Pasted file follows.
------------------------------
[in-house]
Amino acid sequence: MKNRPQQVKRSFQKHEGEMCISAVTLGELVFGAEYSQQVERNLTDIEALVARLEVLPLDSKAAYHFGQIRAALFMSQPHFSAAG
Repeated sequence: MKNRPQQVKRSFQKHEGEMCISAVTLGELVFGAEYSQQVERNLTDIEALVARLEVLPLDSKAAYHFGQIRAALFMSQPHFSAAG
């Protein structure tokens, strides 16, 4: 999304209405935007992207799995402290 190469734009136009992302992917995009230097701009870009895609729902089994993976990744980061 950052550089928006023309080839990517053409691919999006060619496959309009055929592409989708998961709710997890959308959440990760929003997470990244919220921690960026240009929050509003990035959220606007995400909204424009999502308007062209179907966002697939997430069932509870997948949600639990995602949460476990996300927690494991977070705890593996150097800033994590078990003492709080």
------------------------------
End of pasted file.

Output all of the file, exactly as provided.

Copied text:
[in-house]
Amino acid sequence: MKNRPQQVKRSFQKHEGEMCISAVTLGELVFGAEYSQQVERNLTDIEALVARLEVLPLDSKAAYHFGQIRAALFMSQPHFSAAG
Repeated sequence: MKNRPQQVKRSFQKHEGEMCISAVTLGELVFGAEYSQQVERNLTDIEALVARLEVLPLDSKAAYHFGQIRAALFMSQPHFSAAG
């Protein structure tokens, strides 16, 4: 999304209405935007992207799995402290 190469734009136009992302992917995009230097701009870009895609729902089994993976990744980061 950052550089928006023309080839990517053409691919999006060619496959309009055929592409989708998961709710997890959308959440990760929003997470990244919220921690960026240009929050509003990035959220606007995400909204424009999502308007062209179907966002697939997430069932509870997948949600639990995602949460476990996300927690494991977070705890593996150097800033994590078990003492709080």